Also stored in RAM (168) is an operating system (154). Operating systems useful in computers according to embodiments of the present invention include UNIX™, Linux™, Microsoft XP™, AIX™, IBM's i5/OS™, and others as will occur to those of skill in the art. Operating system (154) and glyphword-based security module (210) in the example of FIG. 2 are shown in RAM (168), but many components of such software typically are stored in non-volatile memory (166) also.

Computer (152) of FIG. 2 includes non-volatile computer memory (166) coupled through a system bus (160) to processor (156) and to other components of the computer (152). Non-volatile computer memory (166) may be implemented as a hard disk drive (170), optical disk drive (172), electrically erasable programmable read-only memory space (so-called ‘EEPROM’ or ‘Flash’ memory) (174), RAM drives (not shown), or as any other kind of computer memory as will occur to those of skill in the art.

The example computer of FIG. 2 includes one or more input/output interface adapters (178). Input/output interface adapters in computers implement user-oriented input/output through, for example, software drivers and computer hardware for controlling output to display devices (180) such as computer display screens, as well as user input from user input devices (181) such as keyboards and mice.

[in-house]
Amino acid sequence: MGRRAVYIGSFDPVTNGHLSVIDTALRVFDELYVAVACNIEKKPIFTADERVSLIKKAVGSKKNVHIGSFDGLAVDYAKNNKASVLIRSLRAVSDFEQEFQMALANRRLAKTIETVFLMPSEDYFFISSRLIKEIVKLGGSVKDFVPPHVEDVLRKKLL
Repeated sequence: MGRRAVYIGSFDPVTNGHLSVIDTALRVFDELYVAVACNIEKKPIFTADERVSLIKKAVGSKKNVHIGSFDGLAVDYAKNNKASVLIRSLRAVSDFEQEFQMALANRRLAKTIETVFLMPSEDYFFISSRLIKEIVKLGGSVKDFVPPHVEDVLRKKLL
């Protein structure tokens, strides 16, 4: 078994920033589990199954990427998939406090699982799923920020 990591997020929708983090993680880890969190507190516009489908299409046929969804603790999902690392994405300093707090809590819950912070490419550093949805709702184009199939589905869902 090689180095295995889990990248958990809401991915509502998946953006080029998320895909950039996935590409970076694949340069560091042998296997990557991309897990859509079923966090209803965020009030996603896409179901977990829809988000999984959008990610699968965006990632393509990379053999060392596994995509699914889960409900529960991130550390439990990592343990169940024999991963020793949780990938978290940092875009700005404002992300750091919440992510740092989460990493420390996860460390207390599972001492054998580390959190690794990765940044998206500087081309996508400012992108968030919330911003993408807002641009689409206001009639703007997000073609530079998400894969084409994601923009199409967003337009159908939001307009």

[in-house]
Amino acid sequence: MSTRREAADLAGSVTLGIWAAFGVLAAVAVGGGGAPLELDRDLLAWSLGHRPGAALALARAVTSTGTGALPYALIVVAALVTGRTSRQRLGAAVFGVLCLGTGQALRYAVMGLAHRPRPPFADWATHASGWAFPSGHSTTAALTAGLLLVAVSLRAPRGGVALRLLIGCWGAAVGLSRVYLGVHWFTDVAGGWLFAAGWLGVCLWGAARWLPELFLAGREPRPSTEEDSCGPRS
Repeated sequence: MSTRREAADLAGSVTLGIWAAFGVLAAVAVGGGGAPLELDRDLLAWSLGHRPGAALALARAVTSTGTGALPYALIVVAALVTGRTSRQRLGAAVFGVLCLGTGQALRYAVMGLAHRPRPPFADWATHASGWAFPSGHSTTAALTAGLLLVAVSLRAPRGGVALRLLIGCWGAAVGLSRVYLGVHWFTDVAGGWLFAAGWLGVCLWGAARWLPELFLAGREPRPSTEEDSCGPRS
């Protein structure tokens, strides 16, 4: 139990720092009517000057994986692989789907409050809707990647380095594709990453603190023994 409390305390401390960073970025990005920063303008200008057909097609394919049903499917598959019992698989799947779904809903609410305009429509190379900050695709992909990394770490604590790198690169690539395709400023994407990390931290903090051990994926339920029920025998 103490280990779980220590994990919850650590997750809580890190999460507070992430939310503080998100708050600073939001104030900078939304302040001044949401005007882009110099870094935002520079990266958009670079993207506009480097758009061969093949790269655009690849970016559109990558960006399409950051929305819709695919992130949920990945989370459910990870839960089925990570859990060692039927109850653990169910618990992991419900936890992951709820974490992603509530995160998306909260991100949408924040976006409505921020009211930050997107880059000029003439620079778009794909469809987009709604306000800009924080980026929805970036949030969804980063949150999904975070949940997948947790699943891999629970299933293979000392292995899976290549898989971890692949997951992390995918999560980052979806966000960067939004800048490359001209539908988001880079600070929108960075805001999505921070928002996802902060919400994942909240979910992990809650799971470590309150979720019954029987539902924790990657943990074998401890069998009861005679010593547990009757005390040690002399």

The exemplary computer (152) of FIG. 2 includes a communications adapter (167) for implementing data communications (184) with other computers (182). Such data communications may be carried out serially through RS-232 connections, through external buses such as USB, through data communications networks such as IP networks, and in other ways as will occur to those of skill in the art. Communications adapters implement the hardware level of data communications through which one computer sends data communications to another computer, directly or through a network. Examples of communications adapters useful with embodiments of the present invention include modems for wired dial-up communications, Ethernet (IEEE 802.3) adapters for wired network communications, and 802.11b adapters for wireless network communications.